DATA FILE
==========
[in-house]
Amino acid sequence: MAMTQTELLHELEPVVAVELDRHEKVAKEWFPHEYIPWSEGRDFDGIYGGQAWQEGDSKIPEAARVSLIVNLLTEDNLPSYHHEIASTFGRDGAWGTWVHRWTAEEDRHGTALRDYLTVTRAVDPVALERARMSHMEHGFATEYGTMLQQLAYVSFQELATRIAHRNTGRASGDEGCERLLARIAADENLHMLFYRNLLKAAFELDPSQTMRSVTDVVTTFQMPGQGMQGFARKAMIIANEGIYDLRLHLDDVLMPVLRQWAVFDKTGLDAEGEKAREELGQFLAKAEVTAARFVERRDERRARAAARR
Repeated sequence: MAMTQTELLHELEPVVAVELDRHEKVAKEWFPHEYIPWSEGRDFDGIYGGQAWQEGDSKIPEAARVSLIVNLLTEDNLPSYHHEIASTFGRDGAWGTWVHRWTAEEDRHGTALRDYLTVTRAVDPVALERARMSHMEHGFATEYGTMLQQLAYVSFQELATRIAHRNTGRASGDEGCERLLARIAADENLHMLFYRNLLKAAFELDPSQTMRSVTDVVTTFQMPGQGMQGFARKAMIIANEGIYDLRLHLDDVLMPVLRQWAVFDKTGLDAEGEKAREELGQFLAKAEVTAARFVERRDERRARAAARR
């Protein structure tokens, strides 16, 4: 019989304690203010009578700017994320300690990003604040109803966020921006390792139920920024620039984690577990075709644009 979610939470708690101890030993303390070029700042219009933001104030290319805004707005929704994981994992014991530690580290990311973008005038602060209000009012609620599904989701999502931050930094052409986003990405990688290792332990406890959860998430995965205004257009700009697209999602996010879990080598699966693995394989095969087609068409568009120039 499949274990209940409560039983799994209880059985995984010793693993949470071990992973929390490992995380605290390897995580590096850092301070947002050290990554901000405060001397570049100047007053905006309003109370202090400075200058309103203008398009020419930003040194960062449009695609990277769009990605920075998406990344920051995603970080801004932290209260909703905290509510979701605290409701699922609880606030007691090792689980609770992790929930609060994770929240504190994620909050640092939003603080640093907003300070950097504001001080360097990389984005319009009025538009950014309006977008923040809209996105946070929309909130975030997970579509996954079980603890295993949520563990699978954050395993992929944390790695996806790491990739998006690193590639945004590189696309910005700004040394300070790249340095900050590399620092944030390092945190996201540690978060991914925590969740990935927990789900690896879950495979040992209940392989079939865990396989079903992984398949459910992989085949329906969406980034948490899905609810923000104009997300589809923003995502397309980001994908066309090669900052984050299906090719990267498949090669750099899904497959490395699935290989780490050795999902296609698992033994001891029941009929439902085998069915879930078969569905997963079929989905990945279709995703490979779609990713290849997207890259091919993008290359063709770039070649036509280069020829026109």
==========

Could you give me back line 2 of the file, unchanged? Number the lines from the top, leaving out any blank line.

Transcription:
Amino acid sequence: MAMTQTELLHELEPVVAVELDRHEKVAKEWFPHEYIPWSEGRDFDGIYGGQAWQEGDSKIPEAARVSLIVNLLTEDNLPSYHHEIASTFGRDGAWGTWVHRWTAEEDRHGTALRDYLTVTRAVDPVALERARMSHMEHGFATEYGTMLQQLAYVSFQELATRIAHRNTGRASGDEGCERLLARIAADENLHMLFYRNLLKAAFELDPSQTMRSVTDVVTTFQMPGQGMQGFARKAMIIANEGIYDLRLHLDDVLMPVLRQWAVFDKTGLDAEGEKAREELGQFLAKAEVTAARFVERRDERRARAAARR